Go Fish! ... at a National Wildlife Refuge

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There is nothing quite as relaxing, or as quintessentially American, as fishing in a natural setting. You can experience that feeling at more than 270 national wildlife refuges, 29 national fish hatcheries and many other U.S. Fish and Wildlife Service lands and waters. Virtually every type of sport fishing is represented, from remote fly fishing in Alaska … to saltwater fishing along the coasts … to largemouth bass fishing at more than 65 national wildlife refuges from Arkansas to the Carolinas to Florida.

Your Guide to Fishing on National Wildlife Refuges is the place to start to discover wonderful waters, secluded spots and practical advice. In the guide you will find national wildlife refuges where saltwater anglers can catch striped bass, red drum or bluefish, where freshwater fishermen can hook trout, catfish, bass or salmon, and where ice fishing can yield bluegills, walleye, perch or pike. The guide offers fishing opportunities and tips for beginners and experts alike. An interactive map shows where to get licensed in all 50 states – because you do need a state license to fish.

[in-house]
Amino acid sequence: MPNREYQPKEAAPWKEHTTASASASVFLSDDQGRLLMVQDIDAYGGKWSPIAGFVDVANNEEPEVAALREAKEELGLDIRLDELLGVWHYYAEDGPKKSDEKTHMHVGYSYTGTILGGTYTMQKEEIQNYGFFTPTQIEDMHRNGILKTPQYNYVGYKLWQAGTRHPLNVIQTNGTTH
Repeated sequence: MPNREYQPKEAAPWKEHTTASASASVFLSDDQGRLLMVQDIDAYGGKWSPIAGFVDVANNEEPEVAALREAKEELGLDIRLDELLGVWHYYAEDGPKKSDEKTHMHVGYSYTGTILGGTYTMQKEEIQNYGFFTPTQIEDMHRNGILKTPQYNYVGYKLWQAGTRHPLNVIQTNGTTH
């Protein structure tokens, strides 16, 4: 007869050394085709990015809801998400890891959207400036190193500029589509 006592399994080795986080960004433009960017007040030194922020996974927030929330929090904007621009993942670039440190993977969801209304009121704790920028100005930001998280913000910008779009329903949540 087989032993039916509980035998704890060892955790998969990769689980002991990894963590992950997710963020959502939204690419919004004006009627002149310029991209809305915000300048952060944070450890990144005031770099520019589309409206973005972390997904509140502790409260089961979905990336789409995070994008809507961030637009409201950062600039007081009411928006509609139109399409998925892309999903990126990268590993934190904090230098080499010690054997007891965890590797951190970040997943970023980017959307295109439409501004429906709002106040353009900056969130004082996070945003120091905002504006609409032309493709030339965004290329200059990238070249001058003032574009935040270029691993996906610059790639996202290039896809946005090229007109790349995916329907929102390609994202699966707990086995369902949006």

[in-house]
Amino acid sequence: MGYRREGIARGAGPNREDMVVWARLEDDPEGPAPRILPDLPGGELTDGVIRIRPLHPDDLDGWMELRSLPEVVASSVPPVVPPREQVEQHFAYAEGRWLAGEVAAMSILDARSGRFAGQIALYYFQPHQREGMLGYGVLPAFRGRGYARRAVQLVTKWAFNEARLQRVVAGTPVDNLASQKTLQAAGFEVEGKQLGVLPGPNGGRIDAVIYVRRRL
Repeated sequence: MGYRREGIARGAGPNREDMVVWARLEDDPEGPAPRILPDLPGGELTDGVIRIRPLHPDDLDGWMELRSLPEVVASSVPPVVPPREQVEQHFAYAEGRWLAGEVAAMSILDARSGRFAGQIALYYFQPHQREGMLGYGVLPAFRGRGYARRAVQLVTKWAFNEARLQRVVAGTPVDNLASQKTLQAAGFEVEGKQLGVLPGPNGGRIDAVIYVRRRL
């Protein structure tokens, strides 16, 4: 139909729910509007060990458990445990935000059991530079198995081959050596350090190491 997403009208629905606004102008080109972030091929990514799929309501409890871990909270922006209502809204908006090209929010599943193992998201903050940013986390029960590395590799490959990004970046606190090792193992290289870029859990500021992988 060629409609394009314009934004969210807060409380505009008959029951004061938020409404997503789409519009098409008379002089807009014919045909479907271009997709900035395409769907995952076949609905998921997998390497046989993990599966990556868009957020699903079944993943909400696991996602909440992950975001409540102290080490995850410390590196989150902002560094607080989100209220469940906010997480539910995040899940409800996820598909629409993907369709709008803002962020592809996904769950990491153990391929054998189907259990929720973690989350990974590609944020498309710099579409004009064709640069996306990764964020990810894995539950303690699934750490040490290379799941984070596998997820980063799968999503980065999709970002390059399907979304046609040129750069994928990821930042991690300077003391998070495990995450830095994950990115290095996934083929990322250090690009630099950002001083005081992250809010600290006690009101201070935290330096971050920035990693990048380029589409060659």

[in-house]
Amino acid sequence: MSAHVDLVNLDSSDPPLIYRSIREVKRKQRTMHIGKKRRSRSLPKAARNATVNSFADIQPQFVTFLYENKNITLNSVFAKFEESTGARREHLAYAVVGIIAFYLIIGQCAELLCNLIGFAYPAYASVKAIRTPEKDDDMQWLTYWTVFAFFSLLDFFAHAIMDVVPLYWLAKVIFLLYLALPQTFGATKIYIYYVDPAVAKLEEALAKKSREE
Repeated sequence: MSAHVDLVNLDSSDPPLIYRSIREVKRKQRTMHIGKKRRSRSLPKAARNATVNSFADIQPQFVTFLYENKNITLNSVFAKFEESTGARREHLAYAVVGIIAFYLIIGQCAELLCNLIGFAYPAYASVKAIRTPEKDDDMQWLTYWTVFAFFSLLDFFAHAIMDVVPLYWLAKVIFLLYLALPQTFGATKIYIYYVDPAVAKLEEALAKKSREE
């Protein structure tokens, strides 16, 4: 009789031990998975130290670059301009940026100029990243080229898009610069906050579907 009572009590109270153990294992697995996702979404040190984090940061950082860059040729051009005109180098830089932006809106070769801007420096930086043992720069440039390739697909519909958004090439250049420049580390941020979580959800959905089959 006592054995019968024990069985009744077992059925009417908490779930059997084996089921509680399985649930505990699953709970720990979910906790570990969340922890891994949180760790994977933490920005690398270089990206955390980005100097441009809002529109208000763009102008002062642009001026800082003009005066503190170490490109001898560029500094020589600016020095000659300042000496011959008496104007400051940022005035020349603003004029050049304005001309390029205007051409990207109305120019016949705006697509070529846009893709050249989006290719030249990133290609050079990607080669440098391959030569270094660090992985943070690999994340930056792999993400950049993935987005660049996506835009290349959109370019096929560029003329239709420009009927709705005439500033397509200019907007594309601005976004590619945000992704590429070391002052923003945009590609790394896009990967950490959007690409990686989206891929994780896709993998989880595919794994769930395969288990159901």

(Anne Poole and USFWS)

National wildlife refuges in or near major cities are peaceful places where moms and dads and aunts and uncles can pass along the fishing tradition to the next generation. On the East Coast, try Parker River National Wildlife Refuge near Boston, John Heinz National Wildlife Refuge at Tinicum in Philadelphia, Patuxent Research Refuge between Baltimore and Washington, or Arthur R. Marshall Loxahatchee National Wildlife Refuge near Miami. Out west, Don Edwards San Francisco Bay National Wildlife Refuge in California and Rocky Mountain Arsenal National Wildlife Refuge, just 12 miles from downtown Denver, are beautiful spots.